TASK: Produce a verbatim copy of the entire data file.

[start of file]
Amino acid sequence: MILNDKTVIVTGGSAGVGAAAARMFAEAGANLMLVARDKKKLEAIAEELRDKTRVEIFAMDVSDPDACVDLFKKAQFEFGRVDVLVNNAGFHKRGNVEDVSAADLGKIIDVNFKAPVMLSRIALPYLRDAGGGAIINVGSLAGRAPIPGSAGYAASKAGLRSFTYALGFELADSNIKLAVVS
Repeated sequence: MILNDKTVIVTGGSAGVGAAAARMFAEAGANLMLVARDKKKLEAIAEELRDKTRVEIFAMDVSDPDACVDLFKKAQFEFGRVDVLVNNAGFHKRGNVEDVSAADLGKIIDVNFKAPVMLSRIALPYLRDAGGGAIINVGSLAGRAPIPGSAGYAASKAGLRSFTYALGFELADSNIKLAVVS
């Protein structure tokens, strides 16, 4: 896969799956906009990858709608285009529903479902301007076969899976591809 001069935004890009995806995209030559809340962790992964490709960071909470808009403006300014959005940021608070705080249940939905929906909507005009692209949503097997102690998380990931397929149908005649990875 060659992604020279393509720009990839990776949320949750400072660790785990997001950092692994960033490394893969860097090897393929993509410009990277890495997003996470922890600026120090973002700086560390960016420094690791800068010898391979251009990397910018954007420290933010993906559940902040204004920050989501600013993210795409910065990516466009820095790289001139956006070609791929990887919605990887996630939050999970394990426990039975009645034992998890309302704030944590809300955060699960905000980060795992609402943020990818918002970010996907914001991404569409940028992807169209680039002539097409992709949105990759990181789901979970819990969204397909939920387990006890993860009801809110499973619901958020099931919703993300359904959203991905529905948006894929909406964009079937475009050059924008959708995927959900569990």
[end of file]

Amino acid sequence: MILNDKTVIVTGGSAGVGAAAARMFAEAGANLMLVARDKKKLEAIAEELRDKTRVEIFAMDVSDPDACVDLFKKAQFEFGRVDVLVNNAGFHKRGNVEDVSAADLGKIIDVNFKAPVMLSRIALPYLRDAGGGAIINVGSLAGRAPIPGSAGYAASKAGLRSFTYALGFELADSNIKLAVVS
Repeated sequence: MILNDKTVIVTGGSAGVGAAAARMFAEAGANLMLVARDKKKLEAIAEELRDKTRVEIFAMDVSDPDACVDLFKKAQFEFGRVDVLVNNAGFHKRGNVEDVSAADLGKIIDVNFKAPVMLSRIALPYLRDAGGGAIINVGSLAGRAPIPGSAGYAASKAGLRSFTYALGFELADSNIKLAVVS
């Protein structure tokens, strides 16, 4: 896969799956906009990858709608285009529903479902301007076969899976591809 001069935004890009995806995209030559809340962790992964490709960071909470808009403006300014959005940021608070705080249940939905929906909507005009692209949503097997102690998380990931397929149908005649990875 060659992604020279393509720009990839990776949320949750400072660790785990997001950092692994960033490394893969860097090897393929993509410009990277890495997003996470922890600026120090973002700086560390960016420094690791800068010898391979251009990397910018954007420290933010993906559940902040204004920050989501600013993210795409910065990516466009820095790289001139956006070609791929990887919605990887996630939050999970394990426990039975009645034992998890309302704030944590809300955060699960905000980060795992609402943020990818918002970010996907914001991404569409940028992807169209680039002539097409992709949105990759990181789901979970819990969204397909939920387990006890993860009801809110499973619901958020099931919703993300359904959203991905529905948006894929909406964009079937475009050059924008959708995927959900569990």